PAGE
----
News from 100 years ago

Mail Tribune 100, Oct. 5, 1918

The following news items were drawn from the archives of the Mail Tribune 100 years ago.

Oct. 5, 1918


The best Liberty Loan advertisements ever written have been written by the kaiser and the German armies — they have been written in blood and in flame, at the point of the bayonet and at the cannon’s mouth — they have been written in the innocent blood of little children and in the red shambles of Louvain — they have been written on the charred embers of fair cities and on crumbling walls that stand as silent monuments to homes that are no more — they have been burned into the flesh of innocence and branded on the breasts of virtue — they have been written so indelibly on the face of the seas that the stain is still upon the waters that hushed the victim’s prayers — they have been written in the name of God but in the hand of Hell, in the guise of defense but in the cause of dominion, and they have rallied one hundred million Americans to the ensigns of freedom, sold three Liberty Loans, are about to sell a fourth, and will sell them indefinitely till the race is emancipated from the maw of militarism and the tyranny of autocracy.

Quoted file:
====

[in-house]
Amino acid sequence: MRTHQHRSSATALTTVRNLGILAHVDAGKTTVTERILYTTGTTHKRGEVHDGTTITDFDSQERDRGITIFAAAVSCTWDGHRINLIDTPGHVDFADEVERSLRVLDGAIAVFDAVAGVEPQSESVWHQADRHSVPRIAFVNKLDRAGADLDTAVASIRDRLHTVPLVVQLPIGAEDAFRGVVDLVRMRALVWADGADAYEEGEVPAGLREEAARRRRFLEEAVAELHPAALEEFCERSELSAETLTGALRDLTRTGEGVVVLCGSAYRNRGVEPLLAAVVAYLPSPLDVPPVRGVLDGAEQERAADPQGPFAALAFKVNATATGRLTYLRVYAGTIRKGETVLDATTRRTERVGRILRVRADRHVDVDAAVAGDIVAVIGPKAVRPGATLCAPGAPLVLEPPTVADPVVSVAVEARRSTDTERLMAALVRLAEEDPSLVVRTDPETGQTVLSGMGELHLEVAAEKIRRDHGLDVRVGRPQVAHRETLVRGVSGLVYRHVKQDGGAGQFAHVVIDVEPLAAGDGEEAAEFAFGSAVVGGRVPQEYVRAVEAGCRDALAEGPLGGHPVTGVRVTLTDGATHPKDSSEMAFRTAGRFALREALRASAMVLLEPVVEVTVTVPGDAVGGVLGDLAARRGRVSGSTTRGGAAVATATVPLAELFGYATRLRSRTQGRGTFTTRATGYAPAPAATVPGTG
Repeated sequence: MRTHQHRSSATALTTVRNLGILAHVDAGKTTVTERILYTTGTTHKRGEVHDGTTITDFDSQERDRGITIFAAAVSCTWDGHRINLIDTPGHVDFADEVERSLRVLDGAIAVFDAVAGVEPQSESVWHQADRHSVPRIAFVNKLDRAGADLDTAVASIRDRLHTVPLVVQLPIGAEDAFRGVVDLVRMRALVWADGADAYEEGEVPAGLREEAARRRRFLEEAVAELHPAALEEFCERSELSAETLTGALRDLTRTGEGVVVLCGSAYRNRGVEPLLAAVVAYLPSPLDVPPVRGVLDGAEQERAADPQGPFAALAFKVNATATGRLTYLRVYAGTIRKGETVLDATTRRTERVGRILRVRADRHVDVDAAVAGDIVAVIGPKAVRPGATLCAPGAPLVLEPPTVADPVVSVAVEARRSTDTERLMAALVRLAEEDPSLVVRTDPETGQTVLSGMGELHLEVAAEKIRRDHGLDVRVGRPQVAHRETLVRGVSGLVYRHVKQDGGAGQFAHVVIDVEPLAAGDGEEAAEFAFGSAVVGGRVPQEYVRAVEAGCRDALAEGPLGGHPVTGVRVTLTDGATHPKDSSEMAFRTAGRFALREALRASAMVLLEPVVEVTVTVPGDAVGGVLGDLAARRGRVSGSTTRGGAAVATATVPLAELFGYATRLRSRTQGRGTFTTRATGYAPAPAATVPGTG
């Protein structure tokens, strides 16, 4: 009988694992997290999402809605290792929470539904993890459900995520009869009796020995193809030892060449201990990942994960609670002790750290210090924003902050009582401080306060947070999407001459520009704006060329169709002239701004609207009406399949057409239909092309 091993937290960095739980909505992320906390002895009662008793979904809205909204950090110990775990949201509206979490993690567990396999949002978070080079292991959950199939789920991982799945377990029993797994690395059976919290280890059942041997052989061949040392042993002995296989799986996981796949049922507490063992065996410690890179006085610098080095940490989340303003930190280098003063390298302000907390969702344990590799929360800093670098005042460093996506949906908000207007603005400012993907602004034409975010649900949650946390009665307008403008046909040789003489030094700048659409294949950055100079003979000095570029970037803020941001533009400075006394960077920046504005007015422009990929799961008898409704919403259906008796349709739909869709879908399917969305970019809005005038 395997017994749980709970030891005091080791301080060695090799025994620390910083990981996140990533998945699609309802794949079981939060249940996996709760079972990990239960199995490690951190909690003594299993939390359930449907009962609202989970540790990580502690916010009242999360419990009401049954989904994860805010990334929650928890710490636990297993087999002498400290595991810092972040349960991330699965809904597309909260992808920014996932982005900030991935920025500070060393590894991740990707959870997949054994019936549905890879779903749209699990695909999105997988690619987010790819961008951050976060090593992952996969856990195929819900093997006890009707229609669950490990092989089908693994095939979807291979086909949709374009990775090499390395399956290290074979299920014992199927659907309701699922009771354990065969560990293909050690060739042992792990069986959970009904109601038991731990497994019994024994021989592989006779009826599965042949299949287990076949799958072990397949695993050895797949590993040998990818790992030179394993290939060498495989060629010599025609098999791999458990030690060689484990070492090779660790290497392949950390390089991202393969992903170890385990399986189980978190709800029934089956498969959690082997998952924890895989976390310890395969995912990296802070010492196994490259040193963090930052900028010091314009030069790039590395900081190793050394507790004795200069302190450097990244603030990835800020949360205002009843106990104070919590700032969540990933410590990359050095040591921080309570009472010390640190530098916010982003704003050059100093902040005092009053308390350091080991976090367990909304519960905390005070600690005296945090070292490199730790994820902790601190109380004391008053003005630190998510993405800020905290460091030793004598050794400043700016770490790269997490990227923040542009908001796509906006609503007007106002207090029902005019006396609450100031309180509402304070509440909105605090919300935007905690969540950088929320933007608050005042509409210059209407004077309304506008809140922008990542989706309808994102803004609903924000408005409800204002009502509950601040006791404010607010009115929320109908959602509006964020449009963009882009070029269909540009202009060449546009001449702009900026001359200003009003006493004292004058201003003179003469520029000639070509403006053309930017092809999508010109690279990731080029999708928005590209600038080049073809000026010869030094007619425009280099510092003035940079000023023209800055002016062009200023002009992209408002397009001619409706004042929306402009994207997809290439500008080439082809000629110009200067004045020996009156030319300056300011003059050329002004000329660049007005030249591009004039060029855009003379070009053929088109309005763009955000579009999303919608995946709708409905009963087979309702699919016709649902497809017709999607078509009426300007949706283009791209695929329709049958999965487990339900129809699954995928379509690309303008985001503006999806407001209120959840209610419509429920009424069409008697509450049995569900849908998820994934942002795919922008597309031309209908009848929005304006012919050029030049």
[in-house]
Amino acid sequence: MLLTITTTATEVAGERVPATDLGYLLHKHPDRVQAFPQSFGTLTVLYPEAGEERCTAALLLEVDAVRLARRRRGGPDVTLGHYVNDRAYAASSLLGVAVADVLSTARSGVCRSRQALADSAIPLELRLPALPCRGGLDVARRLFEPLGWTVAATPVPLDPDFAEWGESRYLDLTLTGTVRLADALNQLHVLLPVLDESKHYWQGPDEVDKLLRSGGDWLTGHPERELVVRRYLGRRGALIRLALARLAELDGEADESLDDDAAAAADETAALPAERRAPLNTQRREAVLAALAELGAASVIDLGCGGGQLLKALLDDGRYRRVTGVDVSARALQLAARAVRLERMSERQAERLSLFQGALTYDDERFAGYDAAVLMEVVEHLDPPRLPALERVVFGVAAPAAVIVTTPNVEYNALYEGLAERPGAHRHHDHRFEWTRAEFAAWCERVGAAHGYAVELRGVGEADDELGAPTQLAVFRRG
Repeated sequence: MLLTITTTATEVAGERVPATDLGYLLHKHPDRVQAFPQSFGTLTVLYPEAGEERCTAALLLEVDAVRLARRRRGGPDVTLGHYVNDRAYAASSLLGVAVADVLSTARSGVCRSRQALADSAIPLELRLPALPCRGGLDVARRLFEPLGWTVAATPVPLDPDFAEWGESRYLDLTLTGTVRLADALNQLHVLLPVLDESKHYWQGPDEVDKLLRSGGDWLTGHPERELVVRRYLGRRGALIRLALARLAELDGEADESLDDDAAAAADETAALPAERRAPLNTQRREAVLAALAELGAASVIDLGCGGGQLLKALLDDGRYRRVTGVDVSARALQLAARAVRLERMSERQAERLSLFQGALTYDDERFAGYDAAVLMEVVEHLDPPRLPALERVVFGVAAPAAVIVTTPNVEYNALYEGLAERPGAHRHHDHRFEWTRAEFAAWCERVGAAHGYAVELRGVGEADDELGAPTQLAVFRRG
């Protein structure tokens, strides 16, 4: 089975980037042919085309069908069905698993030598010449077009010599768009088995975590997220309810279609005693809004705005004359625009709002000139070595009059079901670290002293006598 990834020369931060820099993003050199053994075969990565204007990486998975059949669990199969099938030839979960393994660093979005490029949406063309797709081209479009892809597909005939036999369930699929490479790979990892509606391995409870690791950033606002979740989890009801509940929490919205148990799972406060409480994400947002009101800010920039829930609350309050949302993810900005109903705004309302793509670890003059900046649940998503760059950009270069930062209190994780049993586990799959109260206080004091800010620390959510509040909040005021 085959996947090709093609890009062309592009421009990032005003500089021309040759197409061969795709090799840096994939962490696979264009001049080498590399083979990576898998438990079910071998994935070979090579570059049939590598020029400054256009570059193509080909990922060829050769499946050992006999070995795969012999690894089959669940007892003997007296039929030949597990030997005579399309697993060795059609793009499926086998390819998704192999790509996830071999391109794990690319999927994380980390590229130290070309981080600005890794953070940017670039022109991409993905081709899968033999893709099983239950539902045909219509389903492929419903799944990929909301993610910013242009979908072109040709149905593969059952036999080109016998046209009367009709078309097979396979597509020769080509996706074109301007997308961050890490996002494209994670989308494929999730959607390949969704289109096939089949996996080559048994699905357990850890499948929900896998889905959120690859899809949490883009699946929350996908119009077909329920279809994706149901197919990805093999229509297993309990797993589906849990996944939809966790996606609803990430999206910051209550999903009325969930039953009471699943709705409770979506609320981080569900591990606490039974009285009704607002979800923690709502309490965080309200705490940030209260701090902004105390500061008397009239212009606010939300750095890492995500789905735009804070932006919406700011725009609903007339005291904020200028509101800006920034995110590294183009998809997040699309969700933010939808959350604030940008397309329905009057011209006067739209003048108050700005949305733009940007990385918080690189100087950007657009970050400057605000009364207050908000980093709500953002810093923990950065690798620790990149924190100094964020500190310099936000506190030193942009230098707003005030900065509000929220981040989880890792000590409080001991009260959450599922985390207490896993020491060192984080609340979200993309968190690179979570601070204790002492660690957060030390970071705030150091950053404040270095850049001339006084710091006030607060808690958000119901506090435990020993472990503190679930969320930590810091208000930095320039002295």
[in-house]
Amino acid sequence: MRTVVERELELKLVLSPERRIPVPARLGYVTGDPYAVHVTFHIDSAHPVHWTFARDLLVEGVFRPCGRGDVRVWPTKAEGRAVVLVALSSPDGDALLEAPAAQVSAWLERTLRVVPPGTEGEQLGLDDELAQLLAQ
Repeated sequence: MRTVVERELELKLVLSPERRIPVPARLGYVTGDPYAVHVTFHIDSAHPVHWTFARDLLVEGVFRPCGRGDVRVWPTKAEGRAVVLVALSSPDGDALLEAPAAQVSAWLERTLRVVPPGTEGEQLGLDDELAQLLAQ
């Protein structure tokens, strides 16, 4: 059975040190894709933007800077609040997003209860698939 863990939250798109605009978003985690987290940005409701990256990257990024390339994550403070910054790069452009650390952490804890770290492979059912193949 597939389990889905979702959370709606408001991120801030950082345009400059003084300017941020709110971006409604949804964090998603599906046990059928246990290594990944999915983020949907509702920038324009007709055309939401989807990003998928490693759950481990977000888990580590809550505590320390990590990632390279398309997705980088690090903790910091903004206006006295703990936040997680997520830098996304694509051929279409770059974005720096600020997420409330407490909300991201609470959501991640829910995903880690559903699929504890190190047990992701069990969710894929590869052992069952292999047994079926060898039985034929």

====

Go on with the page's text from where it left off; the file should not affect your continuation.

Following a severe lecture given to him last night by United States District Attorney Haney, Rolph Bieberstadt, the young rancher arrested early this week because of having made seditious utterances, was released from the county jail by Mr. Haney’s orders and given his freedom.

As far as the government is concerned Andrew J. Vedder, the floating laborer arrested on the same charge, will also be a free man as soon as he has served out his 10 days jail sentence for carrying a concealed weapon. He also was bitterly arraigned for his treasonable talk of the past by Mr. Haney and warned against any repetition of it in the future.

The district attorney did not deem either case of sufficient importance to bring before a United States commissioner, especially as he doubts the sanity of Vedder and thinks Bieberstadt’s conduct was due more to ignorance than downright treason.


The official season closed at the Crater Lake national park on Oct. 1, 1918, but there is still more or less sporadic travel. The season has seen the heaviest travel on record, the official figures to Oct. 1 being as follows:

1917 — Total visitors, 11,211; total autos, 2,659

1918 — Total visitors, 12,378; total autos, 2,986

Gain for 1918 — Visitors, 1,167; autos, 327

There was comparatively little stage and railroad traffic the bulk being auto tourists.

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